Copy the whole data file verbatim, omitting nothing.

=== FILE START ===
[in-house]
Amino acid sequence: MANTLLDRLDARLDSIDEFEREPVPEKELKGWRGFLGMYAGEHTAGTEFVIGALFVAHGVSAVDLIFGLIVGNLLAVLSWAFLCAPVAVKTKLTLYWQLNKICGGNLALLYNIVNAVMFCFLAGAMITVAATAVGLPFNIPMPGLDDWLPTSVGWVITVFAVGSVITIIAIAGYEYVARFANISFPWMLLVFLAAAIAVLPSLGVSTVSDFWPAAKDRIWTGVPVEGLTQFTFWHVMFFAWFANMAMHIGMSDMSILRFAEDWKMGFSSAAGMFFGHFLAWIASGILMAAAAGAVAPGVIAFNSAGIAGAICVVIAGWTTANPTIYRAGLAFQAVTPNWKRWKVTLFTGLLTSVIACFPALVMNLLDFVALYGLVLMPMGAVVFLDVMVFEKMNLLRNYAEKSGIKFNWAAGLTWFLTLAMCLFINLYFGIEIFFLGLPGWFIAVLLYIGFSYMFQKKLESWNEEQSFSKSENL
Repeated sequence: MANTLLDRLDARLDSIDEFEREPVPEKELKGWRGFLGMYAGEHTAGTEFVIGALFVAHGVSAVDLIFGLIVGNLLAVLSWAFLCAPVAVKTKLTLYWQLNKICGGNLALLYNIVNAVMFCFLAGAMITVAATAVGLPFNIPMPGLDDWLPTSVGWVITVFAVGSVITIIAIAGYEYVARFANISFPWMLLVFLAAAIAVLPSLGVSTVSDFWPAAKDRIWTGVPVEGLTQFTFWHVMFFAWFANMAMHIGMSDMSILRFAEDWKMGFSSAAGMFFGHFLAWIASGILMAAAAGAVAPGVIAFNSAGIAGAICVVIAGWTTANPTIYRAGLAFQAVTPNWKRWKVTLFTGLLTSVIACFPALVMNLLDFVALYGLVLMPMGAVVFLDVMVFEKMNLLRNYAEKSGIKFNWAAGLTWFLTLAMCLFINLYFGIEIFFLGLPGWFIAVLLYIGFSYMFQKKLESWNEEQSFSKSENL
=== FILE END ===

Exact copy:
[in-house]
Amino acid sequence: MANTLLDRLDARLDSIDEFEREPVPEKELKGWRGFLGMYAGEHTAGTEFVIGALFVAHGVSAVDLIFGLIVGNLLAVLSWAFLCAPVAVKTKLTLYWQLNKICGGNLALLYNIVNAVMFCFLAGAMITVAATAVGLPFNIPMPGLDDWLPTSVGWVITVFAVGSVITIIAIAGYEYVARFANISFPWMLLVFLAAAIAVLPSLGVSTVSDFWPAAKDRIWTGVPVEGLTQFTFWHVMFFAWFANMAMHIGMSDMSILRFAEDWKMGFSSAAGMFFGHFLAWIASGILMAAAAGAVAPGVIAFNSAGIAGAICVVIAGWTTANPTIYRAGLAFQAVTPNWKRWKVTLFTGLLTSVIACFPALVMNLLDFVALYGLVLMPMGAVVFLDVMVFEKMNLLRNYAEKSGIKFNWAAGLTWFLTLAMCLFINLYFGIEIFFLGLPGWFIAVLLYIGFSYMFQKKLESWNEEQSFSKSENL
Repeated sequence: MANTLLDRLDARLDSIDEFEREPVPEKELKGWRGFLGMYAGEHTAGTEFVIGALFVAHGVSAVDLIFGLIVGNLLAVLSWAFLCAPVAVKTKLTLYWQLNKICGGNLALLYNIVNAVMFCFLAGAMITVAATAVGLPFNIPMPGLDDWLPTSVGWVITVFAVGSVITIIAIAGYEYVARFANISFPWMLLVFLAAAIAVLPSLGVSTVSDFWPAAKDRIWTGVPVEGLTQFTFWHVMFFAWFANMAMHIGMSDMSILRFAEDWKMGFSSAAGMFFGHFLAWIASGILMAAAAGAVAPGVIAFNSAGIAGAICVVIAGWTTANPTIYRAGLAFQAVTPNWKRWKVTLFTGLLTSVIACFPALVMNLLDFVALYGLVLMPMGAVVFLDVMVFEKMNLLRNYAEKSGIKFNWAAGLTWFLTLAMCLFINLYFGIEIFFLGLPGWFIAVLLYIGFSYMFQKKLESWNEEQSFSKSENL